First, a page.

rate (estimated by max of peak drug concentration Cmax) and
extend (bioavailability) that the active ingredient drug is absorbed and become available at the site of action (drug entering systemic ciruclation) is similar (Within set limits) to the brand name product
Drugs are considered bioequivalent if ....
the 90% confidence interval of the mean AUC and the mean Cmax of the generic product (T test) is within 80-125% of the brand product
General factors affecting drug absorption (from any site of administration): 5
solubility in biological fluids
rate of dissolution of solid for oral dosage formula or suspended particles for parenteral formulation (can result in differences due to manufacturing considerations [brand vs generic])
concentration of drug at site of administration (creation of concentration gradient)
circulation at site of absorption (can be altered by disease state or exercise)
area of absorbing surface (e.g. stomach vs intestine vs. lungs)
In what way does drug solubility in biological fluids influence absorption?
biological fluids are aqueous (not lipid), the the drug formulation must have some hydrophillicity to dissolve in biological fluids, yet the drug molecule itself must also be lipophilic to cross membranes and distribute to its site of action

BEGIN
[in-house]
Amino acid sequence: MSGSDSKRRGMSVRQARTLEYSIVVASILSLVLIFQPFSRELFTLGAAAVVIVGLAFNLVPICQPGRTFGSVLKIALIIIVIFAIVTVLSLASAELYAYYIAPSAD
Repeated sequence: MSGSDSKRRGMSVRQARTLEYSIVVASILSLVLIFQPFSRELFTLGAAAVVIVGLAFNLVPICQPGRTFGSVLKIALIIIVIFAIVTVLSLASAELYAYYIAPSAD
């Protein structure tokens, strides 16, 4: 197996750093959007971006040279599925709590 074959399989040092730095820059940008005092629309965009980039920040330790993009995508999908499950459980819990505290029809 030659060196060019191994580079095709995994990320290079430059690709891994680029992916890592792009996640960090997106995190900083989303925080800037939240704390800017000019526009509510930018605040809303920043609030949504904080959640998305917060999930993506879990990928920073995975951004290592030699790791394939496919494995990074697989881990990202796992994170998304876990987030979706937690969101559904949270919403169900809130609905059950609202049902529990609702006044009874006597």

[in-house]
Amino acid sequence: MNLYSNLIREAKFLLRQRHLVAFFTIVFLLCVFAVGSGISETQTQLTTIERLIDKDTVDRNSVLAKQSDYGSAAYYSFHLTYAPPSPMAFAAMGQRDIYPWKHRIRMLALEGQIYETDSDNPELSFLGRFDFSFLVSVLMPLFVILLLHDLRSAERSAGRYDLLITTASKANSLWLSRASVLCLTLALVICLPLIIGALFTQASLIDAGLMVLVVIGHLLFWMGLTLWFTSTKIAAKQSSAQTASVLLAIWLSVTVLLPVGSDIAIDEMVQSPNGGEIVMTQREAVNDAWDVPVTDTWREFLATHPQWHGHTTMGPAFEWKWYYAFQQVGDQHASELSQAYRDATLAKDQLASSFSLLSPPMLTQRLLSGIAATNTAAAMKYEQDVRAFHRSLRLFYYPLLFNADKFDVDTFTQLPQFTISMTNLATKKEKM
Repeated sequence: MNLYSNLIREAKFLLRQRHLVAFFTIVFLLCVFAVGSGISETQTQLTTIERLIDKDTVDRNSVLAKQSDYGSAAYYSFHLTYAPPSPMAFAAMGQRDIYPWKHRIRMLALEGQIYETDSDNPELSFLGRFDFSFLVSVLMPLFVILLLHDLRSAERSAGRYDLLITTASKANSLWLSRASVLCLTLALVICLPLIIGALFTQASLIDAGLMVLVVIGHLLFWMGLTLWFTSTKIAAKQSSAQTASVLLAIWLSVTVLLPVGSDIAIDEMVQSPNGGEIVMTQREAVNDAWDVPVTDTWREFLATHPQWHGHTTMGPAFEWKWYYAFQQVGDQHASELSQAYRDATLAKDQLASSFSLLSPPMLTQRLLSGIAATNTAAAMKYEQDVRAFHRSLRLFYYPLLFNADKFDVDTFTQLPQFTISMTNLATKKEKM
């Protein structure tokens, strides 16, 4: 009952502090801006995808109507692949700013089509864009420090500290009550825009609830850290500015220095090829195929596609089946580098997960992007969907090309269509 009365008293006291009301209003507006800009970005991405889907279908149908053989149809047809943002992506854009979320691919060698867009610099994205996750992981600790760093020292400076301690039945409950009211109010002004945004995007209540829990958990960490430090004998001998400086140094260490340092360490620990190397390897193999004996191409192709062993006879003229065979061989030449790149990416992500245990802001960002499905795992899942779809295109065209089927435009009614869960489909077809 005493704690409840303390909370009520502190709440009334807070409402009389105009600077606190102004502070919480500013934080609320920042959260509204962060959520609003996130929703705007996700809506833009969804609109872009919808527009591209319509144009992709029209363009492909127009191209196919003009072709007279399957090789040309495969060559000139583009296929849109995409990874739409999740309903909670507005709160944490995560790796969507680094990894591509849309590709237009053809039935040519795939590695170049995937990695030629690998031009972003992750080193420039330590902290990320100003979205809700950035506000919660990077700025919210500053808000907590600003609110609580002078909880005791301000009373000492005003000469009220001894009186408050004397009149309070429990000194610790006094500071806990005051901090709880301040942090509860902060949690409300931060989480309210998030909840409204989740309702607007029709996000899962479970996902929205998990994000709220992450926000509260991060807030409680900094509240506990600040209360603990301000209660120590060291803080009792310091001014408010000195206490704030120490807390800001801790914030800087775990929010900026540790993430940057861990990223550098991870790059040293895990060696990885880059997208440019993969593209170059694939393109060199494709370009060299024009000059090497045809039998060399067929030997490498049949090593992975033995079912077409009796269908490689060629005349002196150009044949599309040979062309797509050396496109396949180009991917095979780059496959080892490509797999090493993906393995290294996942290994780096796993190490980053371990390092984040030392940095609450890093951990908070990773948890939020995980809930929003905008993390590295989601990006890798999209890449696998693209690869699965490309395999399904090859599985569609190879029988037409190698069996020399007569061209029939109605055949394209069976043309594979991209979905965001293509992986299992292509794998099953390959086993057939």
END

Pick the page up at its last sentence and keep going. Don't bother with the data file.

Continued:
What are the most imporant consideration when considering the route of drug administration?
relative rates of onset
Routes for systemic effects (8)
Routes for local effects
What is the most common route for systemic effects?
bioavailability can vary widely (0-100%)
Where are oral drugs mostly absorbed?
GI tracts via passive diffusion - thereby favoring absorption when the drug is in the nonionized (more lipophilic) form
When would you predict that weak acid drugs would be absorbed better?
in the intestine (based on the pH partition effect)
this is because the pH of the stomach is much lower (more protons) than the upper intestine
When would you predicts that weak bases would be absorbed better?
in the upper intestine (based on the pH parition effect) because the pH of the upper intestine is higher (fewer protons)